Agenda item

Update Report for the Prevent Team

This report provides PAC with an update on the work of the Prevent Team between 01 April 2022 and 29 February 2024.




Neil Thurlow (Assistant Director of Community Safety, Resilience and CCTV) briefed members that the Prevent Team worked across both the London Borough of Hammersmithand Fulham (LBHF) and the Royal Borough of Kensington and Chelsea (RBKC) as one area. Since its inception in 2011, the Prevent Team had built up trust and confidence with the local communities.  The report had set out the current threat and risk of LBHF based on the counter-terrorism local profile including those associated with the Gaza War.  Although the Prevent Team had faced Home Office’s funding cuts, both LBHF and RBKC had agreed to jointly fund the Prevent service as it was the Local Authority’s responsibility in discharging the statutory Prevent Duty.  While the Team had engaged in sensitive and confidential matters, it had managed and mitigated the risks well through both Prevent Advisory Group (PAG) and Faith Forum.


Aysha Esakji (Prevent Coordinator) highlighted the lasting and trusting relationship with the community partners built over the last decade.  When incidents like the Gaza War happened, some of the partners had approached the Prevent Team before any emerging issues were escalated or hijacked by harmful influences. 


The Chair was concerned about the Home Office’s criteria in assessing the risks across the London boroughs given that LBHF had historically seen significant Daesh extremist activity (page 20).  Aysha Esakji advised that in undertaking assessment, the Home Office had a prioritisation process that would assess the threat and risk of each area and list them on a lead table. It had obtained data from various sources and assessed LBHF and RBKC separately. As such, the overall risk for the area was listed towards the bottom of the lead table.  


On the Chair’s enquiry about the seven London boroughs that would continue to receive fundings, Aysha Esakji noted that from April 2024, the Home Office had cut the Prevent funding from some of the London boroughs covering 11 areas.  The remaining boroughs would also cease to receive funding from April 2025 except seven boroughs which were deemed to have the highest threat and risk currently. They were Westminster, Tower Hamlet, Enfield, Brent, Haringey, Redbridge and Newham. She added that the Home Office would review the situation in two years’ time to determine which boroughs had higher threat and risk for future fundings.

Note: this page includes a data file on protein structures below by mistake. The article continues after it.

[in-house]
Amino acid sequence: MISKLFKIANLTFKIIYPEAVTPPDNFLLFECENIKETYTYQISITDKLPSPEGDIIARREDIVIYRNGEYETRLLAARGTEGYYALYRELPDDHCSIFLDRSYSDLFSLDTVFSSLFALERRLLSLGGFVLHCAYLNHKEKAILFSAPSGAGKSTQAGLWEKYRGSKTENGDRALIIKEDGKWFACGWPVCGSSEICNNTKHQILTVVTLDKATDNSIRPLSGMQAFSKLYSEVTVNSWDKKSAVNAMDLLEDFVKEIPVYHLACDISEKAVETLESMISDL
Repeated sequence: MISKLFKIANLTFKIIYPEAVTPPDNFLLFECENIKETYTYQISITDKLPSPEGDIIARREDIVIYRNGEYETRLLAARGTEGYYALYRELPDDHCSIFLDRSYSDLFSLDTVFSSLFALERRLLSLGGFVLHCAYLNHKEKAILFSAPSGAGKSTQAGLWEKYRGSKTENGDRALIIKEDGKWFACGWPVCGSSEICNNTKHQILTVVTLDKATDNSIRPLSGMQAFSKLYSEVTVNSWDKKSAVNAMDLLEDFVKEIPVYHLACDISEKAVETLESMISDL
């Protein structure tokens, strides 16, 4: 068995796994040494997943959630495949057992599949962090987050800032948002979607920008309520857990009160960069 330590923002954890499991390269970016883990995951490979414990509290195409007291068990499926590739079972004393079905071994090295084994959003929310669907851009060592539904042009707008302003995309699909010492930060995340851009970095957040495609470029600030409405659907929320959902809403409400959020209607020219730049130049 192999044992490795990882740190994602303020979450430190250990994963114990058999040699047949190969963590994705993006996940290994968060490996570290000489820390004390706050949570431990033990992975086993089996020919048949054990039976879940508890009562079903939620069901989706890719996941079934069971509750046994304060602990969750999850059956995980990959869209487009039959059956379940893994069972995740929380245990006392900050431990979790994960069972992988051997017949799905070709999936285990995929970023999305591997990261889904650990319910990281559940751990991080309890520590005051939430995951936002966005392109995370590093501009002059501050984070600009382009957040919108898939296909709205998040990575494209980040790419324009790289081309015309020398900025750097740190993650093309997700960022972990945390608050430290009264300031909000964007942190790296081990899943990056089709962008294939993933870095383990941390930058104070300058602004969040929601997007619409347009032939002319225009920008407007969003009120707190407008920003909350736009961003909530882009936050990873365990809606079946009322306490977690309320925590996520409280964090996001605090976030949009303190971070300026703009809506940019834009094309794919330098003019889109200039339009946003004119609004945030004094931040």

The Chair enquired whether there were any changes to the Prevent service after it was funded by the local authorities.  Aysha Esakji remarked that the work of Prevent service was guided by the counter-terrorism local profile drawn up by the Police every 18 months. The profile highlighted the current threat and risk locally and in West London. On funding matched by the Government, Neil Thurlow said that the Prevent service was fully funded by the Home Office for over a decade. However, the service had seen significant cuts over this time concluding in April 2023, when service funding was reduced by 50% and notice was given to the Council that funding would completely cease from the end of financial year 2023/24. He also noted that the Council was also required to undertake transitional work to secure long-term funding for growth.


Councillor Andrew Dinsmore asked if the Council had more control now over the locally funded service.  Matthew Hooper (Director of Public Realm) said while there was some degree of autonomy for the service now when being funded locally, the local authority still had a statutory Prevent Duty which was assessed against a specific performance benchmark framework set out in the report (page 16).


The Chair further asked if the Prevent service was equipped to deal with extreme far- right terrorism which, in his opinion, had become the biggest threat to the British communities.  Aysha Esakji noted that the Prevent service dealt with far-right as well as Daesh extremism. Neil Thurlow added that the far-right extremists would use world events to justify their actions.  For example, some far-right followers had used the opportunity of the Gaza War to divide among Muslim and Jewish communities.  In response, leaders of the Faith Forum had stood united and sent a letter to the Prime Minister and Home Secretary before Christmas to raise their concerns and seek answers around the Gaza War. Neil noted the Faith Forum was disappointed for not receiving a response or an acknowledgement so far.


Members noted that LBHF scored 5 which showed the quality and depth of service delivery against the Prevent Duty benchmark on engagement with a range of communities and civil society groups.  The Chair sought further elaboration. In response, Aysha Esakji highlighted the work of the PAG which was set up in December 2011.  As PAG members who knew their communities better would share information on the current threat and risk locally at the monthly meetings, the Prevent Team could work with them to co-produce Prevent strategies to keep the community safe.  Together with the leaders in the Faith Forum, the PAG also helped in co-delivering the service with the Team like preventing individuals from travelling out to the conflict zones or diverting individuals away from the path of radicalisation by providing the support they needed.